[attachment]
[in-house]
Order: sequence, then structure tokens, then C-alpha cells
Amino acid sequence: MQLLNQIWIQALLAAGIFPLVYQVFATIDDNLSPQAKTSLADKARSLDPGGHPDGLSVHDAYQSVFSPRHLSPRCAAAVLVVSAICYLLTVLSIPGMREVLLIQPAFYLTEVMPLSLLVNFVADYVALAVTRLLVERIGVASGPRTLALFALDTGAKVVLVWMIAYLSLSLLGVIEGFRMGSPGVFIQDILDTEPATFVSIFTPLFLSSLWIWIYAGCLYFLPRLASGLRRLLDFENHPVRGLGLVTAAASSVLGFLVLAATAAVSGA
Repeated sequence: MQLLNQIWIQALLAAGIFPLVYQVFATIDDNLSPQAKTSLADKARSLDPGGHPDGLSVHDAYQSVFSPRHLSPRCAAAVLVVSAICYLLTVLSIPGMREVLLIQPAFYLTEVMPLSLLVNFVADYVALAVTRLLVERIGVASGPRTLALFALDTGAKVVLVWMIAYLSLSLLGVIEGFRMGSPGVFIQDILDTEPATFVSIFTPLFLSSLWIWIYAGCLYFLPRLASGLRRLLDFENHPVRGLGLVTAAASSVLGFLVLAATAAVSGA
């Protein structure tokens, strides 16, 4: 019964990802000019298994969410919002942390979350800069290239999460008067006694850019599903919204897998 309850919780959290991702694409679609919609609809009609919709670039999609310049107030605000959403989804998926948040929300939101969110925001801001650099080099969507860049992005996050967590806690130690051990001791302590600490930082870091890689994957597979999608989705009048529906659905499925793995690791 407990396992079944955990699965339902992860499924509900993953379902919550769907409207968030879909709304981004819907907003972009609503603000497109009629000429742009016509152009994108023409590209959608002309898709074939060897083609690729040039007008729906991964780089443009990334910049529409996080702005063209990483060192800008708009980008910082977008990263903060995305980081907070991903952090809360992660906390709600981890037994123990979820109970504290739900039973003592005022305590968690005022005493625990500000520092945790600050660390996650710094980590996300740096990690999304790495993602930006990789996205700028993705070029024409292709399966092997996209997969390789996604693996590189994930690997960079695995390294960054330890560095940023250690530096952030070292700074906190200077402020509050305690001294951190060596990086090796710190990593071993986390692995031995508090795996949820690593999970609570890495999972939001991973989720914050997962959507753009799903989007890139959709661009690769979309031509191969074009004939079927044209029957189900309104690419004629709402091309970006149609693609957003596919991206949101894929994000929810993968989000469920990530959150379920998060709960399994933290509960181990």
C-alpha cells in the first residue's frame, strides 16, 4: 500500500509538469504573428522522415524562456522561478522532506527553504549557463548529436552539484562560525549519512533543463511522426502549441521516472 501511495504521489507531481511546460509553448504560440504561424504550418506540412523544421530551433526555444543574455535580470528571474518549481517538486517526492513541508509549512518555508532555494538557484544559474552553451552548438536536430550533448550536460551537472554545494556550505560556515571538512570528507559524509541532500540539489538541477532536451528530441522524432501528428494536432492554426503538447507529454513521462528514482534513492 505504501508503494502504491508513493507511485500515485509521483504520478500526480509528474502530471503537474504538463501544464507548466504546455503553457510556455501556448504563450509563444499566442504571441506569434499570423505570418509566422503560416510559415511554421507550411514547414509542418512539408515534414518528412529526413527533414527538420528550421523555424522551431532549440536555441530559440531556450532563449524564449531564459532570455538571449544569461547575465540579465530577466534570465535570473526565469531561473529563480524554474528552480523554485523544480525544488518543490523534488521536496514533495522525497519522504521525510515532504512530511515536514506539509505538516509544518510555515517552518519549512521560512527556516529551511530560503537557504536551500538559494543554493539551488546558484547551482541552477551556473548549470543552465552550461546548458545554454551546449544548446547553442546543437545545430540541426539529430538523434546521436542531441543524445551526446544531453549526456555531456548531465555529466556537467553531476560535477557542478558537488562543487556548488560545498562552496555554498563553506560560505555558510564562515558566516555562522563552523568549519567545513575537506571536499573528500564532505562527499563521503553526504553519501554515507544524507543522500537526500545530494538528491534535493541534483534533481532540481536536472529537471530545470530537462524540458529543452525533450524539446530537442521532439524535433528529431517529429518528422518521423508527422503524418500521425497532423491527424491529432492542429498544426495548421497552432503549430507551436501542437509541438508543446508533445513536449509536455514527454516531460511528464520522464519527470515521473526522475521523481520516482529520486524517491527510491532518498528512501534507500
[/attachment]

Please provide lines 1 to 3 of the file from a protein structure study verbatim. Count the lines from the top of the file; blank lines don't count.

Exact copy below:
[in-house]
Order: sequence, then structure tokens, then C-alpha cells
Amino acid sequence: MQLLNQIWIQALLAAGIFPLVYQVFATIDDNLSPQAKTSLADKARSLDPGGHPDGLSVHDAYQSVFSPRHLSPRCAAAVLVVSAICYLLTVLSIPGMREVLLIQPAFYLTEVMPLSLLVNFVADYVALAVTRLLVERIGVASGPRTLALFALDTGAKVVLVWMIAYLSLSLLGVIEGFRMGSPGVFIQDILDTEPATFVSIFTPLFLSSLWIWIYAGCLYFLPRLASGLRRLLDFENHPVRGLGLVTAAASSVLGFLVLAATAAVSGA